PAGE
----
# Automatics

## Chapter 8 Integrating Unit with Inertia

Chapter. 8.1 Introduction

Fig. 8-1
Transmittance of the integral unit with inertia.
Do you remember the integral unit? The step x(t) at the input caused the output signal y(t) to increase to infinity with a constant speed. I emphasize. With a constant speed from the beginning of the step x(t).
The integral unit with inertia also tends to infinity. But he does it a little differently. At the beginning of the step, x(t) “accelerates” starting from a velocity V=0 and ending with a certain fixed V=const. So it is a more accurate approximation of, for example, an actuator than a ideal integrating unit.

Chapter 8.2 k=1 T=3 sec with slider and bar graph
Again, we’ll start with the bargraph to get you acquainted with the dynamics.
The inertial unit is a series connection of the integrating 1/sTi and the inertial 1/(1+sT). Here Ti=1sec and T=3sec

Fig. 8-2
The slider is initially set to 0. I gave it x(t)=+0.1=max. You will observe waveforms similar to those for the previously tested integrating unit. You also need to give 0 to the input to stop the y(t) output signal. A digital meter will be useful for the 0* setting. If you managed to stop y(t) (does not increase or decrease), then a typical feature of PI or PID controllers will be revealed. The fixed output of the yr(t) controller is different from zero, although the input is zero!
The waveforms are similar to the integral unit, but not the same! I hope you can see the inertia. Especially when you enter +max and in a moment -max. You will notice that the signal continues to increase for a short time even though x(t)=0 and even decreases! The phenomenon of inertia will be clearer in the next experiment with the oscilloscope.
*It is difficult to set an exact 0 on a digital meter. Rather, it is a signal close to 0, e.g. x(t)=+0.002. This means that y(t) will “almost stop” i.e. y(t) is increasing very slowly.

Chapter 8.3 Ti=1 sec and T=3 sec with jump and oscilloscope
The integrating unit with inertia is a series connection of the integrating unit 1/sTi and the inertial unit 1/(1+sT). Ti=1sec and T=3sec.

Fig. 8-3
The input is a step x(t)=1. The signal yp(t) is  after the integrator, y(t) is the output. At the beginning, the inertia T=3 sec is clearly visible. In the steady state, both signals grow at the same speed. The integrating unit with inertia is an example of the so-called astatic system. At non-zero x(t), the signal y(t) increases or decreases. For this integrating term Ti=1 sec as the time after which yp(t) becomes equal to x(t). This is also the time after which, in the steady state, y(t) will increase by the step value x(t)=1, i.e. Ti=1 sec.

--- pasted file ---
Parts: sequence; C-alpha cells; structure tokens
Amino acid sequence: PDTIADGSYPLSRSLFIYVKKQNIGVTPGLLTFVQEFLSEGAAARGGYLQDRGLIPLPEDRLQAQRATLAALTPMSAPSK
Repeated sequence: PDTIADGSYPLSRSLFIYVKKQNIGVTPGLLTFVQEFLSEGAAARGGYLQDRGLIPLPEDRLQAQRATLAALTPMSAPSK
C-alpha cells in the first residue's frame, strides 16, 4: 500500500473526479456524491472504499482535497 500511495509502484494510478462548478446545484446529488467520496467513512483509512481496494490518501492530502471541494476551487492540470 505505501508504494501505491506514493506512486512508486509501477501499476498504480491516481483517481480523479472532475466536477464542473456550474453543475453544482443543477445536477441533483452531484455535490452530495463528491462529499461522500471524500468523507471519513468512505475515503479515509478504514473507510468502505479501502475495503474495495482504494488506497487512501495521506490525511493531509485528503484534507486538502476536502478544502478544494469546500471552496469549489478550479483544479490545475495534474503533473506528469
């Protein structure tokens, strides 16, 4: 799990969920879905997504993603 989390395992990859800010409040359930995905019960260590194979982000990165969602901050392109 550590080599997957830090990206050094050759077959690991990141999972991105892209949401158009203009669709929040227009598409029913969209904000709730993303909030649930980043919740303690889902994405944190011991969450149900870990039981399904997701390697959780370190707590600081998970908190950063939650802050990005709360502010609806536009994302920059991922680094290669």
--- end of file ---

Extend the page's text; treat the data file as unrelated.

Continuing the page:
In steady state, i.e. after approximately 18 sec, the output signal y(t) is delayed by T=3 sec.

Chapter 8.4 Ti=1 sec T=3 sec with a single square pulse and an oscilloscope
The inertial integrating unit is acted upon by a single rectangular pulse.

Fig. 8-4
This is a more accurate approximation of the actuator – a motor with a gearbox as an ideal integrating element whose arm can control the valve position. This example is discussed in Chapter 4. Integrating Unit. Here, however, we also take into account inertia. The black x(t) input is the voltage at the motor and the red output y(t) is the valve stem position. Needless to say, inertia, consisting mainly of mechanical inertia + some electrical inertiainductance, “spoils” the quality of the device. In an actuator, it would be difficult to extract the yp(t)-signal directly after the integrator. This is only possible in the model as in Fig. 8-4.

Chapter 8.5 Integrating Unit with inertia k=1 T=1.25 sec with positive and negative rectangular pulse and oscilloscope
We will see how the actuator works by “searching” for its position.
I.e. it turns once in one direction and once in the other until it finds the position set by the regulator and stops. Therefore, the inertial integrating unit is acted upon by a positive and negative rectangular impulse.

Fig. 8-5
The blue yp(t) is an ideal actuator without inertia. The red y(t) is the real actuator. The actuator from Fig. 8-4 with inertia T=3 sec was bought by a poor customer. Now the client is Lord, who wants the actuator to respond quickly. That’s why I sold the actuator with lower inertia T=1.25 sec. The effects are visible. The actuator will reach the set speed faster. Therefore, it will also reach the set y(t) faster. First, a positive pulse set the valve to y(t)=8, the actuator stood for a while (because that’s what e.g. the regulator wanted) and then a negative pulse set the valve to y(t)=4.

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